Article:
Consumer word-of-mouth and social media

Certainly, marketers are well aware of the value of the consumers’ word-of-mouth (WOM) endorsements of a product or service. But the ubiquitous nature of social media demands that advertisers find new ways to tap into how consumers interact and communicate to leverage the power of WOM online. Panagiotis Adamopoulos, assistant professor of information systems & operations management; Vilma Todri, assistant professor of information systems & operations management; and Anindya Ghose (NYU-Stern) take a close look at the role of hidden personality traits of online users and how they play into the effectiveness of product WOM on Twitter. The trio used big data, machine learning methods, and causal inference econometric techniques to study consumer purchases made through Twitter accounts. The research showed an increase in the likelihood of a purchase by 47.58% when there was exposure to WOM tweets from a sender who had similar personality traits to the recipient of the information. The trio found that introvert users were much more accepting of WOM versus extrovert users. They also noted agreeable, conscientious, and open social media users are more effective influencers. The combinations of personality traits of disseminators and recipients of WOM impacted the decision to buy a product, with the researchers noting that a “WOM message from an extrovert user to an introvert peer increases the likelihood of a subsequent purchase by 71.28%.” Information Systems Research (2018)

Speculation and its impact on trading volume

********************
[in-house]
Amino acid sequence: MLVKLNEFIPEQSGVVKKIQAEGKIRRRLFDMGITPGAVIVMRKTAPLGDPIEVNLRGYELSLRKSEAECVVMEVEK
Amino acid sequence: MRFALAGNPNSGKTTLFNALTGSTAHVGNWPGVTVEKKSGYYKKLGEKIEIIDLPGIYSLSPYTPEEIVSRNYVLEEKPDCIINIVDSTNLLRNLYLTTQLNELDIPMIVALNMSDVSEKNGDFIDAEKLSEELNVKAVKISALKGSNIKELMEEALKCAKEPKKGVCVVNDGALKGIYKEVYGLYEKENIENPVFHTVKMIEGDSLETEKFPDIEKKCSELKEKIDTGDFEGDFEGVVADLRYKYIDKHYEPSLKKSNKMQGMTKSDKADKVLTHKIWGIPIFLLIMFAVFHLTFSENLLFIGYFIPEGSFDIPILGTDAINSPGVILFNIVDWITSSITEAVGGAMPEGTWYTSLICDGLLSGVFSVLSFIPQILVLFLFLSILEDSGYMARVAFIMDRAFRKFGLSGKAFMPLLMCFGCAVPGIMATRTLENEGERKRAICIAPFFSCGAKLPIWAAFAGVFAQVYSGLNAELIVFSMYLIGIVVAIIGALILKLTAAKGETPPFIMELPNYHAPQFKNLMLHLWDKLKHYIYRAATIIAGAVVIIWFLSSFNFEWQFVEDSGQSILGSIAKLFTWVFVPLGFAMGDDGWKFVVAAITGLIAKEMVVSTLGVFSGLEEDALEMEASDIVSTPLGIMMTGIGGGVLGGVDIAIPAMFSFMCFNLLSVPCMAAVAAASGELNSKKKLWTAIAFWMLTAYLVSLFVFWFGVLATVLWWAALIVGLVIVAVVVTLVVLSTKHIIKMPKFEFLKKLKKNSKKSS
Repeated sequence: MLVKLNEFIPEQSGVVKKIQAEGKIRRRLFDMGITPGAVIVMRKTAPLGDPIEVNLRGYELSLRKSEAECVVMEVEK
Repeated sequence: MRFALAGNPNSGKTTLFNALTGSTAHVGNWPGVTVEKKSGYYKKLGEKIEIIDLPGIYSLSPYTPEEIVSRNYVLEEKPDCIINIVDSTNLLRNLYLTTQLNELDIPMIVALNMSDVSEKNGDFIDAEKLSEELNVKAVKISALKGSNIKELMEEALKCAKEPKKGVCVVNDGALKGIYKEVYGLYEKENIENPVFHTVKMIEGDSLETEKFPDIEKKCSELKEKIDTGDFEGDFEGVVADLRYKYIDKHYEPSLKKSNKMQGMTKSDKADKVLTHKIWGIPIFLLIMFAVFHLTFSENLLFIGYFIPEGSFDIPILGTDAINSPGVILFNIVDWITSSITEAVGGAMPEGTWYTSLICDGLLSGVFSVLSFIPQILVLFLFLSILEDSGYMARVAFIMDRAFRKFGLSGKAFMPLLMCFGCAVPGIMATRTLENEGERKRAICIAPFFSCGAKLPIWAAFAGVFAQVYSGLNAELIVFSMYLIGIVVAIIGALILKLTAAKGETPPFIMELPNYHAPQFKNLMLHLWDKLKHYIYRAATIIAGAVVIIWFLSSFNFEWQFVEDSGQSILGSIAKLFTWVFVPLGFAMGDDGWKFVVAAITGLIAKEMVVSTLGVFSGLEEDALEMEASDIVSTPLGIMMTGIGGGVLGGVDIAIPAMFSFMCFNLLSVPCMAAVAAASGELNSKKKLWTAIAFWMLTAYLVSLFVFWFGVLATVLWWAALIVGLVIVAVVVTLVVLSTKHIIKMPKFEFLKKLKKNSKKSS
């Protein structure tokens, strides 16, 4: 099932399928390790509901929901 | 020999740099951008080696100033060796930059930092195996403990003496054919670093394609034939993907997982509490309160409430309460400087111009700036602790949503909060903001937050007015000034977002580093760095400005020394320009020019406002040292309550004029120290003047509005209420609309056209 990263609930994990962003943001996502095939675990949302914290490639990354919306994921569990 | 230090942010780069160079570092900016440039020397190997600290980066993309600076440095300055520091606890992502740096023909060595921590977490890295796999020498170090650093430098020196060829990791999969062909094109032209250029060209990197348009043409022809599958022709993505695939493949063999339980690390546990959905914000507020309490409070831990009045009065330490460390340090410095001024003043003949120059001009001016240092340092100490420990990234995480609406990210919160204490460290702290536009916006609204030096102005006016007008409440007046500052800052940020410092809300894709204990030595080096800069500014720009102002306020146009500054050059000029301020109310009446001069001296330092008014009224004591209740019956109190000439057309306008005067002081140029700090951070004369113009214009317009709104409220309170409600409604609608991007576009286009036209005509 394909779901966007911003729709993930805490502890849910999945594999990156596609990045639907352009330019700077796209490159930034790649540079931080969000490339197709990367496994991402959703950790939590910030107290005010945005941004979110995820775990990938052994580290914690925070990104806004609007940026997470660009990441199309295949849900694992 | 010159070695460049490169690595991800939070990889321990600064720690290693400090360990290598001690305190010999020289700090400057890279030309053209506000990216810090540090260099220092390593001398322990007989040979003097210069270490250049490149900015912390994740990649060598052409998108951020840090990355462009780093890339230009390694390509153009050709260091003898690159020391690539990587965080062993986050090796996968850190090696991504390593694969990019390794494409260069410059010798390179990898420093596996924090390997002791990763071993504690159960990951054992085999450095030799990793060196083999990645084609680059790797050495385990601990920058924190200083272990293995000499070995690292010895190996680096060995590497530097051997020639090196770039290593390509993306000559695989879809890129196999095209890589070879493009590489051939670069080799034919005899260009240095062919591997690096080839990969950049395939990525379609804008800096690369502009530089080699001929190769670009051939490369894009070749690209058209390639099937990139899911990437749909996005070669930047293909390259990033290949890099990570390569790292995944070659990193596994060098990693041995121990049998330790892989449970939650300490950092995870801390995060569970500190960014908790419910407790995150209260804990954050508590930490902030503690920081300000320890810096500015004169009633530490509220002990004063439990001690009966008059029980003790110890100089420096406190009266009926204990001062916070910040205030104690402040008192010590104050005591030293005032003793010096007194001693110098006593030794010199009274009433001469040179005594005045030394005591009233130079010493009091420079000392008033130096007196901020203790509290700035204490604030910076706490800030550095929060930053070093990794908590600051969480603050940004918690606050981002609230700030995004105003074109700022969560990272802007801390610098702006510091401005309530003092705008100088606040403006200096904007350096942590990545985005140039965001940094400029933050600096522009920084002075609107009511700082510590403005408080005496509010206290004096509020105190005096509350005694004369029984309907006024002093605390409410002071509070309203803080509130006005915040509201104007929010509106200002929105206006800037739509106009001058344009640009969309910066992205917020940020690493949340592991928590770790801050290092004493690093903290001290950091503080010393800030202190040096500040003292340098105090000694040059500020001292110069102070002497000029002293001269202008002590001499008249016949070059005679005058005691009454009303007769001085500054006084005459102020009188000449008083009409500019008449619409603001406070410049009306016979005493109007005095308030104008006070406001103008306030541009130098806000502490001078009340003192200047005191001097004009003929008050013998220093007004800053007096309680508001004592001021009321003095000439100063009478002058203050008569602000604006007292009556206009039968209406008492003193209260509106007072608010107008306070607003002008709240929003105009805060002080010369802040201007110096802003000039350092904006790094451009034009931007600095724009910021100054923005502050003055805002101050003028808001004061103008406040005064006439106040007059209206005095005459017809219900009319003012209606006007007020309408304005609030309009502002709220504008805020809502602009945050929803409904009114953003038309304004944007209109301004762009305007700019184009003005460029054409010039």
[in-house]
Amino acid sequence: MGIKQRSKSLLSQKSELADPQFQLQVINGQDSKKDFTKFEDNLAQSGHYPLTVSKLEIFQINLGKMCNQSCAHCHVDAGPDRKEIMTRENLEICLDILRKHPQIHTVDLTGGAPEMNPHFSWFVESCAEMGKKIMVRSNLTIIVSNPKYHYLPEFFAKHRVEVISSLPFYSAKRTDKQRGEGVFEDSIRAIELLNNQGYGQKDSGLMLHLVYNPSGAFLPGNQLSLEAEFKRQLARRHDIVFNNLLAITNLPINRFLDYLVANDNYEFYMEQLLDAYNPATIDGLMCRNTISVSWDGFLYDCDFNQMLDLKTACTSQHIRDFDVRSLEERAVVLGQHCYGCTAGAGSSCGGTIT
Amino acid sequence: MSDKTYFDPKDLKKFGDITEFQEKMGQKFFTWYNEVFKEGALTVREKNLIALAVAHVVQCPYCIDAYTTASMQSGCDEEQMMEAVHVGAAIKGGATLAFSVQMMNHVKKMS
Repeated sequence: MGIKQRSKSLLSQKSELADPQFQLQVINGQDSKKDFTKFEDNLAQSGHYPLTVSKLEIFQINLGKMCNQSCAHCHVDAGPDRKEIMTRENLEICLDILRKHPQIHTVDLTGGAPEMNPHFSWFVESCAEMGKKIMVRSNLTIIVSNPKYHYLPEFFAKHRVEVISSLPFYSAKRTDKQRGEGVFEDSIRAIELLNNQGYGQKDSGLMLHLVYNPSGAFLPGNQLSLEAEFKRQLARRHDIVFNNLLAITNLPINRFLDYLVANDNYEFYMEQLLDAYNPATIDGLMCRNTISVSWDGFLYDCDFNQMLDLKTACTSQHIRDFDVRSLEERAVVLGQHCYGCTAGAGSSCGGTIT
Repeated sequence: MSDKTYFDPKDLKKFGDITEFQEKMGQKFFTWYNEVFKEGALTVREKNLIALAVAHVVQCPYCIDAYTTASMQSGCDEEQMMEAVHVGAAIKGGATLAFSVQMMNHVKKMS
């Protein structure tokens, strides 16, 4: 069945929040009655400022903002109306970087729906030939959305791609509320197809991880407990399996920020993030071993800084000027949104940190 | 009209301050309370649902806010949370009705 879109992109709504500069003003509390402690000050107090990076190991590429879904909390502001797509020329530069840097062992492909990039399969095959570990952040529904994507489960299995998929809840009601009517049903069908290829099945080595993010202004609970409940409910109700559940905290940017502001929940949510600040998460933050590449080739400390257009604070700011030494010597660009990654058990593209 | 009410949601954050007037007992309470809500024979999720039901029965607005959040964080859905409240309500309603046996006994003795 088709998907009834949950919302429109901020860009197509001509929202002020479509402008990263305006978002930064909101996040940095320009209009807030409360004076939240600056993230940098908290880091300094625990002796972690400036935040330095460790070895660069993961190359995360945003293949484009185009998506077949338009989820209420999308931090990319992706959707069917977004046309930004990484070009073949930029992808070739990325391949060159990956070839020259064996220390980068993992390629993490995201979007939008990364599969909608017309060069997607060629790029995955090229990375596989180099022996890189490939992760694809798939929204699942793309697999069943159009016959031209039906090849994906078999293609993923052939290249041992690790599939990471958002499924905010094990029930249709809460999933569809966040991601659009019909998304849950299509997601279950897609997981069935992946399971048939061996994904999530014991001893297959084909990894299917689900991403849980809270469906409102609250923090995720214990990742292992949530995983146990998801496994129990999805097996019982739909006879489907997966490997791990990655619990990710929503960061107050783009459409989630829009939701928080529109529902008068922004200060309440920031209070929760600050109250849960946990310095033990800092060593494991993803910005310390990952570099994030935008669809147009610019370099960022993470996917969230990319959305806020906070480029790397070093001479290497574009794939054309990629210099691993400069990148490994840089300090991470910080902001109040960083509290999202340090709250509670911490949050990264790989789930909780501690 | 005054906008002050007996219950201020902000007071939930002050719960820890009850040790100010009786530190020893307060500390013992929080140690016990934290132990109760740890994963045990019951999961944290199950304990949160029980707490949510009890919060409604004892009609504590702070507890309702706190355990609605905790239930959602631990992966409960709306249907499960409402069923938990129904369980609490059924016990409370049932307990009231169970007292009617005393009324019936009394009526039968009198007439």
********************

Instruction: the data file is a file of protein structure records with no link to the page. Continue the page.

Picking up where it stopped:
Financial researchers have long wondered exactly which economic forces cause variation in asset prices and returns. For instance, traders will often target financial instruments due to their volatile and highly liquid nature, such as US treasury bonds. This speculative behavior takes advantage of the frequent price movements of the product. But the influence of that behavior remains the subject of debate. Francisco Barillas, assistant professor of finance, and Kristoffer Nimark (Cornell U) take a deep dive into the issue by investigating the impact of speculative trading activity on the variation of long maturity US bond yields. For their analysis, Barillas and Nimark use public information to develop a rational model to track “informed traders that take on speculative positions to exploit what they perceive to be inaccurate market expectations about future bond prices.” They argue that their research takes a more “suitable approach for empirical work” by factoring in how traders exploit private information that other traders may not have. The authors note that bond prices alone are not enough information for predicting bond returns. The two write, “If traders have access to different information, this price may differ from what an individual trader would be willing to pay for the bond if he had to hold it until maturity.” Ultimately, they find that this speculation remains a key driver of trading volume, accounting for a “substantial fraction of the variation in historical US bond yields along with the usual analysis of estimating returns based on bond prices.” Review of Financial Studies (2017)